If you’re unfamiliar with SEO, you might not have heard of the term “Black Hat” or “White Hat.” Black Hats are usually considered to be those who use techniques that are frowned upon by companies like Google, to game the system for their benefits. White Hats stick with the general SEO best practices that Google and others have declared as safe. A few years back, you would see black hat websites using many tricks: hidden text i.e. black text on a black background; serving websites to Google spiders that were different than what the general public saw, etc. Most of these techniques no longer work, but Black Hats are constantly inventing new techniques that work for a little while but eventually disappear. White Hats, on the other hand, stick with the industry best practices and try to avoid using short-term techniques. One of the Black Hat techniques that can be used in a White Hat acceptable way is buying expiring domains.
Millions of people create new websites every day, and over time some lose interest in continuing their development. During the time of their being active, many attract a bounty of inbound links from other websites that are so valuable for SEO. For years, Black Hats have bought these domains and used simple 301 redirects to transfer most of the ‘link juice’ (link juice is a term coined by Greg Boser that refers to the quality of a Web site’s link power, as in page rank, number of link votes, etc.) to other sites within their network of sites. This was an easy way to get hundreds and thousands of links without all the hard work usually required.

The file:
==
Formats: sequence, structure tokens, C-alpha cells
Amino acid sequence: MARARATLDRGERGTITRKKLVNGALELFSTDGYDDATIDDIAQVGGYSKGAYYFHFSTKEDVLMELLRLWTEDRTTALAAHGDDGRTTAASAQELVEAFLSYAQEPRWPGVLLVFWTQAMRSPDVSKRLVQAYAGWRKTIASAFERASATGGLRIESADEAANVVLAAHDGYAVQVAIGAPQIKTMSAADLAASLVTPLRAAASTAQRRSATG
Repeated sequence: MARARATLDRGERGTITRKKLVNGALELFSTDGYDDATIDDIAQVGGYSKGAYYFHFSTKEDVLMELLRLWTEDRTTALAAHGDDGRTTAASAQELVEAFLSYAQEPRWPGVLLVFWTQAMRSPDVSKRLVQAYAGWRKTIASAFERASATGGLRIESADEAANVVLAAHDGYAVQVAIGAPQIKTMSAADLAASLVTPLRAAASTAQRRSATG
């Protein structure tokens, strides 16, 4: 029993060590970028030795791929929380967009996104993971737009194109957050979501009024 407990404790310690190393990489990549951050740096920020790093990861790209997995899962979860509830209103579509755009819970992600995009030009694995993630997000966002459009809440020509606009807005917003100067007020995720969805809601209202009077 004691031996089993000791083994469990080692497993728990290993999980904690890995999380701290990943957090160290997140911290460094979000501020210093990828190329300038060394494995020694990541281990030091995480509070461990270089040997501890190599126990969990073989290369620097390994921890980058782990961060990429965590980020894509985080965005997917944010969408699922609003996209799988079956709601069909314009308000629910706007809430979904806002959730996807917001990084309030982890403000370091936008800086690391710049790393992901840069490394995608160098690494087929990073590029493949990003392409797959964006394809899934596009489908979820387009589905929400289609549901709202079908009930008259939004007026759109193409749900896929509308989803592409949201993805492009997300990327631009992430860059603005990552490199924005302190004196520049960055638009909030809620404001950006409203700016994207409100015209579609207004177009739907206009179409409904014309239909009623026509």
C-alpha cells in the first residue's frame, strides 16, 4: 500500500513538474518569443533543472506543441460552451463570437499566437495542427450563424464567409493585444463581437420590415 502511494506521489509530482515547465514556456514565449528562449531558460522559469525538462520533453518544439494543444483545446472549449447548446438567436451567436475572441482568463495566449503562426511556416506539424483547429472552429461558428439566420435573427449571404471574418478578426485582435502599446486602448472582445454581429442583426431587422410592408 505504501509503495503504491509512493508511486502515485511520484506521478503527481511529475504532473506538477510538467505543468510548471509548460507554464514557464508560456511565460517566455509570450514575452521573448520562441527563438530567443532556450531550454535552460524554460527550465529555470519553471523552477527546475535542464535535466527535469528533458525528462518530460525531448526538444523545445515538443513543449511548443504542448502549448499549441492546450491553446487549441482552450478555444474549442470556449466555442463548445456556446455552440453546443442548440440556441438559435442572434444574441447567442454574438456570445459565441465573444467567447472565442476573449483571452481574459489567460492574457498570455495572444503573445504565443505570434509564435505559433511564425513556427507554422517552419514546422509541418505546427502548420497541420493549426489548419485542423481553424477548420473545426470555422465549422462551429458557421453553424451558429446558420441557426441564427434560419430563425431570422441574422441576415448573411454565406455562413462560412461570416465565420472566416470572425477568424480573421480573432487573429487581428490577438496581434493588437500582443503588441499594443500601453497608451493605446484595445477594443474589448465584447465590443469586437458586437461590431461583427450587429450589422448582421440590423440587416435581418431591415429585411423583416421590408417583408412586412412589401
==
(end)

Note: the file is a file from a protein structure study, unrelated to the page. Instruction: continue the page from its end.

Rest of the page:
Using a 301 redirect to tell the search engines to go to another site isn’t Black Hat all by itself. There are many legitimate reasons you would use a 301 redirect on a domain name. If a company rebrands themselves with a new name or buys a competitor, they might do a 301 redirect to let everyone know of the changes. This is a totally acceptable tactic. Google takes issue with this technique when you do it purely to game the system. So, if you buy hundreds of random domains with inbound links and just do a mass 301 redirect to one site, Google will have an issue with this. They would consider this approach as being industry best practices and might penalize your website.
White hats can use this technique but should approach it differently. Rather than just buying random domains, they should look for domains that are highly relevant to your niche.
Next, rather than doing a simple 301 redirect, consider buying out the site to provide value to people. You could build out a simple microsite on a specific relevant subject or create something more involved. Over time, add a few links to your other websites from your new microsite, to give some of the link juice to your other sites. With a little hard work and dedication you can provide value to your visitors while improving your SEO. White Hats take the long term approach in live and seek (Ed Note: ‘live and seek’ requires explantation) to create sustainable businesses.
Technical Tip 1: Even if you are trying to do everything right, sometimes Google just has a mind of its own. To avoid any issues when using this technique, thing about hosting these sites on a completely different hosting provider or server than your main site. You can also use a privacy guard on your newly purchased domain to keep it more isolated.
Technical Tip 2: For a full explanation of what a 301 redirect is, visit Wikipedia.